Coffee – Is it a win or a sin?

Young man watching tablet in cafe

I sit back on my lunch break and stare into the overcrowded hipster café. Junkies standing in line, all waiting for their next hit. There they stand in their Birkies, color drained from their skin, eyes down on their phone, shuffling toward the drug dealer on the other side of the counter.


Once it’s their turn, they light up. They smile and make small talk and joke around. The drug dealer is the gatekeeper to happiness, so it makes sense to stay on her good side. She brings sunshine and rainbows to an otherwise stormy day.


The line moves slowly. And that seems risky.


Don’t the employees know how dangerous it is to keep a bunch of junkies waiting? They should have faster service, before somebody gets hurt.


They stand around for what seems like hours for a cup filled with liquid. And finally it arrives. They walk out smiling, inside performing a happy dance. Life’s good! I can now function!


They have the syringe, and it’s injected via a Styrofoam cup. I laugh. What a bunch of addicts controlled by an overpriced cup, I think.


Then I realize that’s me… I’m an addict, and I’m worse than these people. I don’t function without a hit into my arm several times per day, and I’ve been doing it for a long time.


My journey on decreasing coffee was much harder than expected. Considering this is a fitness site, let’s take a look at coffee – Is it good for you? Is it bad for you like so many fitness bloggers claims? And how the hell can you get off the stuff without checking in to rehab?


Coffee – Is it good for me?


There are hundreds of articles judging you for enjoying your daily coffee. Authors claim how coffee can cause restlessness, adrenal fatigue, and anxiety issues.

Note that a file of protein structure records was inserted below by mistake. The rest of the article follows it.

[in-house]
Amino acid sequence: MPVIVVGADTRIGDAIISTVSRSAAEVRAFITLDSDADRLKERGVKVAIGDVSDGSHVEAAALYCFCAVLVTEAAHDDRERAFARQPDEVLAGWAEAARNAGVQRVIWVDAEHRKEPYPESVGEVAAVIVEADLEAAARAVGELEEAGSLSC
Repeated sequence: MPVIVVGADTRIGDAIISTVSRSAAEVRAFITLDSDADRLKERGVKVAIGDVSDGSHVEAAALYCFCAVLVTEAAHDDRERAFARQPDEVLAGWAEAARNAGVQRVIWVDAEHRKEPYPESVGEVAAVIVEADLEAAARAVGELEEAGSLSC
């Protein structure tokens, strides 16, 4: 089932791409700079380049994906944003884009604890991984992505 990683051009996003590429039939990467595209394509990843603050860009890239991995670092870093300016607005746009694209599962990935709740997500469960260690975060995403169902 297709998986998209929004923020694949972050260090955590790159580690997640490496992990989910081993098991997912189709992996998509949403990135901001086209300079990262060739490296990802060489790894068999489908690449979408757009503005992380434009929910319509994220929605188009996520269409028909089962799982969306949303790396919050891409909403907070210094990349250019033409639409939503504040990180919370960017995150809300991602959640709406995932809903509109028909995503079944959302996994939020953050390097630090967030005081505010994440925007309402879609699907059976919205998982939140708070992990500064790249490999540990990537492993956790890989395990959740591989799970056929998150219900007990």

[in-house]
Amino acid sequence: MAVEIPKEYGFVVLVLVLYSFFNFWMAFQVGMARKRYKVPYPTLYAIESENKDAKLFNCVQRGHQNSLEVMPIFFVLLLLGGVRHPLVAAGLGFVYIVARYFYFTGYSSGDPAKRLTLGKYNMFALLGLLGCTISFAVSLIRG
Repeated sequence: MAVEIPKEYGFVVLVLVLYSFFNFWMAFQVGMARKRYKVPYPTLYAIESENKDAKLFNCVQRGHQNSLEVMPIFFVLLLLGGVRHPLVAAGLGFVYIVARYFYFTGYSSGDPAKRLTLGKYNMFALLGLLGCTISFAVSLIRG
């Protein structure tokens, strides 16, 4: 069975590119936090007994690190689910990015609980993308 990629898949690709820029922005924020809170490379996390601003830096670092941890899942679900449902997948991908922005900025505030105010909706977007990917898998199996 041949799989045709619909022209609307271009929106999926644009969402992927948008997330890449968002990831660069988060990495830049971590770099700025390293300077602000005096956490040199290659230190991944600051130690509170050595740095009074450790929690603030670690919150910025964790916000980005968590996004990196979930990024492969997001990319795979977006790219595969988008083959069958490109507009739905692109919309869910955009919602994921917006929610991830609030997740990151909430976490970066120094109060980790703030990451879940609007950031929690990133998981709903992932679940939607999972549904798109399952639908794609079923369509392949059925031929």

And some of that may be true, especially for those people with a specific genetic make up.


So whilst there are negatives, there are also plenty of positives. Science has shown it can increase fat burning, improve workout performance and cognitive functioning, and provide a healthy dose of antioxidants.


But all of the science fails to comment on one main reason to keep drinking coffee: Because you love it.



A daily cup is hardly a punishable crime. Coffee drinking is a social focus, especially in Australia with the burgeoning café scene. Like everything, there is a time and a place for coffee and it is possible to enjoy it in moderation.


If you catch yourself masking fatigue with coffee, or relying on it for daily function, then perhaps you need to rethink your addiction.


What role do my genes play?

I was always curious as to why some people seemed handle to coffee well, where others would turn into a nervous wreck. As it turns out, your coffee sensitivity has a lot to do with your genes.


For some people caffeine can be medicine… and for others, it can be poison. Like with so many areas of nutrition, the dosage determines the outcome.


Take for example, the ‘superfood’ bok choy. This vegetable contains glucosinolates, which have been shown to contribute to thyroid problems at high doses.


You could enjoy a cup or two of bok choy every day and could metabolize the glucosinolates, and feel fine.


But what if you went and ate 20 cups? Well you could potentially end up with hypothyroidism. The bok choy in those amounts would be toxic.


You can apply this rule to almost everything. Let’s also look at a specific vitamin. You can safely supplement with vitamin B and would gain some benefits from doing so.


But if tomorrow you decided to take fifteen times the daily dose, your neurological and liver function will suffer. The vitamin has become toxic.


You can see where I’m going with this… almost everything is toxic at some level.


And coffee is no different. When it comes to caffeine tolerance, there’s some interesting research that looks at your genes. Scientists refer to this as nutrigenomics.